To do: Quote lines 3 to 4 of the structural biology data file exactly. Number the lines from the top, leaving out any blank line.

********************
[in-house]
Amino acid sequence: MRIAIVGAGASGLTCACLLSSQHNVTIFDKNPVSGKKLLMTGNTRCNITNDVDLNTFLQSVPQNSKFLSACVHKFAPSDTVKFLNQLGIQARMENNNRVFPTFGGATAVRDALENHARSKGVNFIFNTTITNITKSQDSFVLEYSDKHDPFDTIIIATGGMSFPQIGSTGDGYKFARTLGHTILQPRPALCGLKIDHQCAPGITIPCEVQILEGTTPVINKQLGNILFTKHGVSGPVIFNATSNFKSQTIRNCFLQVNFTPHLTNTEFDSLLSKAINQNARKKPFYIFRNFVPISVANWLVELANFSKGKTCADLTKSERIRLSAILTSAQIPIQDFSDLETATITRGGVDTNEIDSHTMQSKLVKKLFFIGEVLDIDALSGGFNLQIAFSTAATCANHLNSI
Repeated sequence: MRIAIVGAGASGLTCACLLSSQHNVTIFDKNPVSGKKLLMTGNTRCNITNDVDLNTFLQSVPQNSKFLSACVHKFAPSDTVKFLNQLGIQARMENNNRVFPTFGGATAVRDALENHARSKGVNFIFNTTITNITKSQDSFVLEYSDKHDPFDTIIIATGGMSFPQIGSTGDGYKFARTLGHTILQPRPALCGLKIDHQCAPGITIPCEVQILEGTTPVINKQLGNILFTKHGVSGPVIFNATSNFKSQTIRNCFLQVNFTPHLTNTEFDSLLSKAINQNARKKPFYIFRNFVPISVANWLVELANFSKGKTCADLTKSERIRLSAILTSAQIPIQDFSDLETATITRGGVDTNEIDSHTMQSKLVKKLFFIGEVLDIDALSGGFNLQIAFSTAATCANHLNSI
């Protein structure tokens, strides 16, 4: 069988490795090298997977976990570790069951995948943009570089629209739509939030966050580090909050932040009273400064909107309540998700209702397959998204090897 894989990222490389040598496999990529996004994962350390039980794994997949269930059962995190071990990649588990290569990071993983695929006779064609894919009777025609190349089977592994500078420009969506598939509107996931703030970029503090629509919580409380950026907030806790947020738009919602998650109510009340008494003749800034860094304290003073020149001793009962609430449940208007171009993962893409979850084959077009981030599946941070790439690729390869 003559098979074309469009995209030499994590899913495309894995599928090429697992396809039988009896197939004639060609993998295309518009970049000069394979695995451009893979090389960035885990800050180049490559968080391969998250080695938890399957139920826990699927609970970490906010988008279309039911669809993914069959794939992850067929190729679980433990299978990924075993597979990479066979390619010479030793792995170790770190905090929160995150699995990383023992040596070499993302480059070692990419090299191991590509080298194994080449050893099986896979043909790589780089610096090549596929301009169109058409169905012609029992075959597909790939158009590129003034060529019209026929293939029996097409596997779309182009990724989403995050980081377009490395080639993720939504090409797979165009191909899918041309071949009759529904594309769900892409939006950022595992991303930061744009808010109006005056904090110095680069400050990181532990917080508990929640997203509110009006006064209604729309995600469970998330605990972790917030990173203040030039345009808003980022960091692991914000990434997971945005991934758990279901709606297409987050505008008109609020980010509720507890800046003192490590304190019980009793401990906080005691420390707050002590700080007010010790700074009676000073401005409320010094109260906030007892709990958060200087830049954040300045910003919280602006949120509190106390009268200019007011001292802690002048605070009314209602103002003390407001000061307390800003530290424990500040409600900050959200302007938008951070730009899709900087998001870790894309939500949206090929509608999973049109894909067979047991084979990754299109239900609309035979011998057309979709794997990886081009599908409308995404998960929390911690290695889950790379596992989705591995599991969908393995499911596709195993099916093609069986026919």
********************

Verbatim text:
Repeated sequence: MRIAIVGAGASGLTCACLLSSQHNVTIFDKNPVSGKKLLMTGNTRCNITNDVDLNTFLQSVPQNSKFLSACVHKFAPSDTVKFLNQLGIQARMENNNRVFPTFGGATAVRDALENHARSKGVNFIFNTTITNITKSQDSFVLEYSDKHDPFDTIIIATGGMSFPQIGSTGDGYKFARTLGHTILQPRPALCGLKIDHQCAPGITIPCEVQILEGTTPVINKQLGNILFTKHGVSGPVIFNATSNFKSQTIRNCFLQVNFTPHLTNTEFDSLLSKAINQNARKKPFYIFRNFVPISVANWLVELANFSKGKTCADLTKSERIRLSAILTSAQIPIQDFSDLETATITRGGVDTNEIDSHTMQSKLVKKLFFIGEVLDIDALSGGFNLQIAFSTAATCANHLNSI
């Protein structure tokens, strides 16, 4: 069988490795090298997977976990570790069951995948943009570089629209739509939030966050580090909050932040009273400064909107309540998700209702397959998204090897 894989990222490389040598496999990529996004994962350390039980794994997949269930059962995190071990990649588990290569990071993983695929006779064609894919009777025609190349089977592994500078420009969506598939509107996931703030970029503090629509919580409380950026907030806790947020738009919602998650109510009340008494003749800034860094304290003073020149001793009962609430449940208007171009993962893409979850084959077009981030599946941070790439690729390869 003559098979074309469009995209030499994590899913495309894995599928090429697992396809039988009896197939004639060609993998295309518009970049000069394979695995451009893979090389960035885990800050180049490559968080391969998250080695938890399957139920826990699927609970970490906010988008279309039911669809993914069959794939992850067929190729679980433990299978990924075993597979990479066979390619010479030793792995170790770190905090929160995150699995990383023992040596070499993302480059070692990419090299191991590509080298194994080449050893099986896979043909790589780089610096090549596929301009169109058409169905012609029992075959597909790939158009590129003034060529019209026929293939029996097409596997779309182009990724989403995050980081377009490395080639993720939504090409797979165009191909899918041309071949009759529904594309769900892409939006950022595992991303930061744009808010109006005056904090110095680069400050990181532990917080508990929640997203509110009006006064209604729309995600469970998330605990972790917030990173203040030039345009808003980022960091692991914000990434997971945005991934758990279901709606297409987050505008008109609020980010509720507890800046003192490590304190019980009793401990906080005691420390707050002590700080007010010790700074009676000073401005409320010094109260906030007892709990958060200087830049954040300045910003919280602006949120509190106390009268200019007011001292802690002048605070009314209602103002003390407001000061307390800003530290424990500040409600900050959200302007938008951070730009899709900087998001870790894309939500949206090929509608999973049109894909067979047991084979990754299109239900609309035979011998057309979709794997990886081009599908409308995404998960929390911690290695889950790379596992989705591995599991969908393995499911596709195993099916093609069986026919």